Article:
Phylogenetic miniaturization has a name: the Lilliput effect

Just learned this yesterday
and glad to see someone else recognizes and has given a name to phylogenetic miniaturization. Size matters!!! …according to the large reptile tree and large pterosaur tree. New animal taxa tend to originally develop at a small size, as hypothesized by S.M. Stanley (1973).

According to Wikipedia
The Lilliput effect (Urbanek 1993) is a term used to describe a decrease in body size in animals which have survived a major extinction. There are several hypotheses as to why these patterns appear in the fossil record, some of which are: the survival of small taxa, dwarfing of larger lineages, and the evolutionary miniaturization from larger ancestral stocks”

Berv and Field 2017
find an Avian Liilliput Effect at the K-Pg boundary.

From the abstract:
“Survivorship following major mass extinctions may be associated with a decrease in body size—a phenomenon called the Lilliput effect. Body size is a strong predictor of many life history traits (LHTs), and is known to influence demography and intrinsic biological processes. Pronounced changes in organismal size throughout earth history are therefore likely to be associated with concomitant genome-wide changes in evolutionary rates. Here, we report pronounced heterogeneity in rates of molecular evolution (varying up to ∼20-fold) across a large-scale avian phylogenomic data set and show that nucleotide substitution rates are strongly correlated with body size and metabolic rate. We also identify potential body size reductions associated with the Cretaceous–Paleogene (K-Pg) transition, consistent with a Lilliput effect in the wake of that mass extinction event. We posit that selection for reduced body size across the K-Pg extinction horizon may have resulted in transient increases in substitution rate along the deepest branches of the extant avian tree of life. This “hidden” rate acceleration may result in both strict and relaxed molecular clocks over-estimating the age of the avian crown group through the relationship between life history and demographic parameters that scale with molecular substitution rate. If reductions in body size (and/or selection for related demographic parameters like short generation times) are a common property of lineages surviving mass extinctions, this phenomenon may help resolve persistent divergence time debates across the tree of life. Furthermore, our results suggest that selection for certain LHTs may be associated with deterministic molecular evolutionary outcomes.”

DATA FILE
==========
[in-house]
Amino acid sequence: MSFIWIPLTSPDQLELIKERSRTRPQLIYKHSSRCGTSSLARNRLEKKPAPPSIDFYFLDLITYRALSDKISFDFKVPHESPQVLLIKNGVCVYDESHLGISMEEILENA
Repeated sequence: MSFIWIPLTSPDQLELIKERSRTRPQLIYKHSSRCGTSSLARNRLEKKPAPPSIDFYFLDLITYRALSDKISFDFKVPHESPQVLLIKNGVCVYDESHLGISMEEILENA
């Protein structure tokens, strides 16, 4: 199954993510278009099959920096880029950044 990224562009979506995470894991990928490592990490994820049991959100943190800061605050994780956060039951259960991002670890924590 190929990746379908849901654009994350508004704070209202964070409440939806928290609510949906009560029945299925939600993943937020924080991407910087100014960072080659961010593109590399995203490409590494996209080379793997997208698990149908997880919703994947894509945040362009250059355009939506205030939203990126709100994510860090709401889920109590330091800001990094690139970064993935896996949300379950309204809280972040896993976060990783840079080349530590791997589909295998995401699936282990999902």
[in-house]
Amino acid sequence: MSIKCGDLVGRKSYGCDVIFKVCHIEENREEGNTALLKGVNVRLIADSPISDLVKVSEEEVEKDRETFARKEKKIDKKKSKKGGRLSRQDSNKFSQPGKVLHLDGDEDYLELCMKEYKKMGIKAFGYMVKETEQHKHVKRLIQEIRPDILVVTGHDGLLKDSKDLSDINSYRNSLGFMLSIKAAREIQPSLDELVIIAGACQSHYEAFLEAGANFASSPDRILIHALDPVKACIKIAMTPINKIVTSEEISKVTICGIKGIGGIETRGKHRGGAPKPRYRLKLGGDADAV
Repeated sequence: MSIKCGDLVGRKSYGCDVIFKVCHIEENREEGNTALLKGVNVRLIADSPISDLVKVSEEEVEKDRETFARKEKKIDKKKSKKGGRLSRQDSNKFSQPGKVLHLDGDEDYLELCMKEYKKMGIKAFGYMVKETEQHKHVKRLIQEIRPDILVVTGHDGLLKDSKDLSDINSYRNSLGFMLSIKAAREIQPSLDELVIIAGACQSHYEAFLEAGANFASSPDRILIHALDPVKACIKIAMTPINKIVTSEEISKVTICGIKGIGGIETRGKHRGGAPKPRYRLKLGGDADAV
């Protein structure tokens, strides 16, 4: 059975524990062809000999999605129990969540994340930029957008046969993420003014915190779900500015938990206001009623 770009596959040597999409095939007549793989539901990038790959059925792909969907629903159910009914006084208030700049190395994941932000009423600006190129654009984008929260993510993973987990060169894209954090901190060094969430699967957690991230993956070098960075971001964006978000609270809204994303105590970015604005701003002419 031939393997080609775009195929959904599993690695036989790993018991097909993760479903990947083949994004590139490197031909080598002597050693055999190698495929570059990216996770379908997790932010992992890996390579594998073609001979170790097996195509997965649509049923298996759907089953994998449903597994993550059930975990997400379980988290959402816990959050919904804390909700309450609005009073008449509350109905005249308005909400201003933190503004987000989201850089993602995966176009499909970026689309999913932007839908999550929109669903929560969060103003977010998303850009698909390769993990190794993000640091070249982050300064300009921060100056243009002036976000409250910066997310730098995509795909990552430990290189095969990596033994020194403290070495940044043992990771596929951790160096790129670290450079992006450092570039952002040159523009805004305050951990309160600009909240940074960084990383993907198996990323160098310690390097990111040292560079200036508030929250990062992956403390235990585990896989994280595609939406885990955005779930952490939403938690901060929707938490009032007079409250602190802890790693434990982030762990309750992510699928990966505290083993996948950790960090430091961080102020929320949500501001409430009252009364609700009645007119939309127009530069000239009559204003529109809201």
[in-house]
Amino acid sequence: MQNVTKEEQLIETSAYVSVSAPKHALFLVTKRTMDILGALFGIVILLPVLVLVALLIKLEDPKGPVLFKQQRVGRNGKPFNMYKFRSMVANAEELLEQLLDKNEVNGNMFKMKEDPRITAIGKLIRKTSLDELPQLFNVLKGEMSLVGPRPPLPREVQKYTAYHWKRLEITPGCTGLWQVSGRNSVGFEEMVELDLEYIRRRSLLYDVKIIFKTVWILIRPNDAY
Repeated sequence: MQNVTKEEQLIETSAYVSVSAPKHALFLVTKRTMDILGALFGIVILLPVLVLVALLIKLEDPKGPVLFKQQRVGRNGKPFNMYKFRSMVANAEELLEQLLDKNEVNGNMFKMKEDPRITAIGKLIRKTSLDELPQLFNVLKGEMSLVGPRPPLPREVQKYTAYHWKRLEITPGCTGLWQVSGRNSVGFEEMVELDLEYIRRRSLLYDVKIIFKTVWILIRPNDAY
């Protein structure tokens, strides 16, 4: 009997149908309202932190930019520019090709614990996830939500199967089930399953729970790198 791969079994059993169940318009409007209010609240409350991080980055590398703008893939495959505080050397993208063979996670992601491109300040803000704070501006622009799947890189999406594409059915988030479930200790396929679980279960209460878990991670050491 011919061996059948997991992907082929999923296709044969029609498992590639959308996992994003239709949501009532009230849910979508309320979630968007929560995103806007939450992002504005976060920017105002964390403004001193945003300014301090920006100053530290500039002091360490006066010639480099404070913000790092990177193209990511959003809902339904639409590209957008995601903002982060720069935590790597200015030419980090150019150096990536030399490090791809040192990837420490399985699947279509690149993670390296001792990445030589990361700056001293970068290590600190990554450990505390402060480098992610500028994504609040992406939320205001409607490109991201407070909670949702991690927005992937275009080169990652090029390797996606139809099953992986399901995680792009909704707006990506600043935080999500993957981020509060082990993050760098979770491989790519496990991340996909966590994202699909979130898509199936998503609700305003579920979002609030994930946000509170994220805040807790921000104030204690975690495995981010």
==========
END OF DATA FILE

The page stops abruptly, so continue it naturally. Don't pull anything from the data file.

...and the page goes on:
Still unrecognized by other pterosaur workers
the large pterosaur tree and large reptile tree recover a Lilliput effect at the base of every major pterosaur clade and elsewhere (turtles, reptiles, lizards, mammals, placentals, bats, etc. ) While other workers find the Lilliput effect in the aftermath of mass extinctions, the LRT found smaller taxa prior to mass extinctions survived the events, while others, like Late Cretaceous large pterosaurs, did not.

References
Berv JS and Field DJ 2017. Genomic Signature of an Avian Lilliput Effect across the K-Pg Extinction. Systematic Biology syx064
Harries PJ and Knorr PO 2009. What does the ‘Lilliput Effect’ mean? Palaeogeography, Palaeoclimatology, Palaeoecology 284:4–10. online
Stanley SM 1973. An explanation for Cope’s Rule”. Evolution. 27: 1–26. doi:10.2307/2407115
Urbanek A 1993.
Biotic crises in the history of Upper Silurian graptoloids: APalaeobiological model. Historical Biology, 7:29-50.

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